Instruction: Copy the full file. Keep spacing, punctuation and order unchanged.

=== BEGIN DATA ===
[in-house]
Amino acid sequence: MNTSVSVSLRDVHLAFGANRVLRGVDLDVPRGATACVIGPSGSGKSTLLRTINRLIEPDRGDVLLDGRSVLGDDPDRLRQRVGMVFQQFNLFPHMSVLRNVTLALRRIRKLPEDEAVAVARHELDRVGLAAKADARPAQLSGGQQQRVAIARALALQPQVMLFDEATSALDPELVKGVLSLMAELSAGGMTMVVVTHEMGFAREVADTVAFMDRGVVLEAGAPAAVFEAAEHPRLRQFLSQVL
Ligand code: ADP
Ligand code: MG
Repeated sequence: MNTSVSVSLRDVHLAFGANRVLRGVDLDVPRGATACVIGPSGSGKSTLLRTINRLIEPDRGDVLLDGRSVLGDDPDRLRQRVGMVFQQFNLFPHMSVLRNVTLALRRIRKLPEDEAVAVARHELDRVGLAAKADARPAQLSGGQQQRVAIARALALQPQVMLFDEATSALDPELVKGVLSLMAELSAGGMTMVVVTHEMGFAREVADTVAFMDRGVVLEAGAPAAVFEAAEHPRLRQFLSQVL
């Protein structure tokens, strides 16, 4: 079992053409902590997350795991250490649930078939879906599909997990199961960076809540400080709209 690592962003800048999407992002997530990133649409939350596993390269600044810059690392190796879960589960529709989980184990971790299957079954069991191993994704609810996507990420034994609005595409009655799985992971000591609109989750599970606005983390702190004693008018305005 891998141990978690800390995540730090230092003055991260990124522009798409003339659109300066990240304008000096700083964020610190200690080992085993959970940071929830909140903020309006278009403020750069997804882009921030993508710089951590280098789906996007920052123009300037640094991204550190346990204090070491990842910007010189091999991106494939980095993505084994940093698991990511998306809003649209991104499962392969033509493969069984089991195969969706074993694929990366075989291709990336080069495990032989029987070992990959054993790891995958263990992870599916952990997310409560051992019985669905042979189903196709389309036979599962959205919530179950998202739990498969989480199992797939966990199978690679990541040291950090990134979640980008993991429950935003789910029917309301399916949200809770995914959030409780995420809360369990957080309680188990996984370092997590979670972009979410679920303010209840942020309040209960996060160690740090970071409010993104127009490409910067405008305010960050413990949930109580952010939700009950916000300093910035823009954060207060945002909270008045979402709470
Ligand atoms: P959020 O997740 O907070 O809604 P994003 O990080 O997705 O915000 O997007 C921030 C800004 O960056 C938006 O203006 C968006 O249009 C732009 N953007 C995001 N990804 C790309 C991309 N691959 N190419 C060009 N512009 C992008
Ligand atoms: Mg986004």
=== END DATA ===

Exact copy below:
[in-house]
Amino acid sequence: MNTSVSVSLRDVHLAFGANRVLRGVDLDVPRGATACVIGPSGSGKSTLLRTINRLIEPDRGDVLLDGRSVLGDDPDRLRQRVGMVFQQFNLFPHMSVLRNVTLALRRIRKLPEDEAVAVARHELDRVGLAAKADARPAQLSGGQQQRVAIARALALQPQVMLFDEATSALDPELVKGVLSLMAELSAGGMTMVVVTHEMGFAREVADTVAFMDRGVVLEAGAPAAVFEAAEHPRLRQFLSQVL
Ligand code: ADP
Ligand code: MG
Repeated sequence: MNTSVSVSLRDVHLAFGANRVLRGVDLDVPRGATACVIGPSGSGKSTLLRTINRLIEPDRGDVLLDGRSVLGDDPDRLRQRVGMVFQQFNLFPHMSVLRNVTLALRRIRKLPEDEAVAVARHELDRVGLAAKADARPAQLSGGQQQRVAIARALALQPQVMLFDEATSALDPELVKGVLSLMAELSAGGMTMVVVTHEMGFAREVADTVAFMDRGVVLEAGAPAAVFEAAEHPRLRQFLSQVL
């Protein structure tokens, strides 16, 4: 079992053409902590997350795991250490649930078939879906599909997990199961960076809540400080709209 690592962003800048999407992002997530990133649409939350596993390269600044810059690392190796879960589960529709989980184990971790299957079954069991191993994704609810996507990420034994609005595409009655799985992971000591609109989750599970606005983390702190004693008018305005 891998141990978690800390995540730090230092003055991260990124522009798409003339659109300066990240304008000096700083964020610190200690080992085993959970940071929830909140903020309006278009403020750069997804882009921030993508710089951590280098789906996007920052123009300037640094991204550190346990204090070491990842910007010189091999991106494939980095993505084994940093698991990511998306809003649209991104499962392969033509493969069984089991195969969706074993694929990366075989291709990336080069495990032989029987070992990959054993790891995958263990992870599916952990997310409560051992019985669905042979189903196709389309036979599962959205919530179950998202739990498969989480199992797939966990199978690679990541040291950090990134979640980008993991429950935003789910029917309301399916949200809770995914959030409780995420809360369990957080309680188990996984370092997590979670972009979410679920303010209840942020309040209960996060160690740090970071409010993104127009490409910067405008305010960050413990949930109580952010939700009950916000300093910035823009954060207060945002909270008045979402709470
Ligand atoms: P959020 O997740 O907070 O809604 P994003 O990080 O997705 O915000 O997007 C921030 C800004 O960056 C938006 O203006 C968006 O249009 C732009 N953007 C995001 N990804 C790309 C991309 N691959 N190419 C060009 N512009 C992008
Ligand atoms: Mg986004």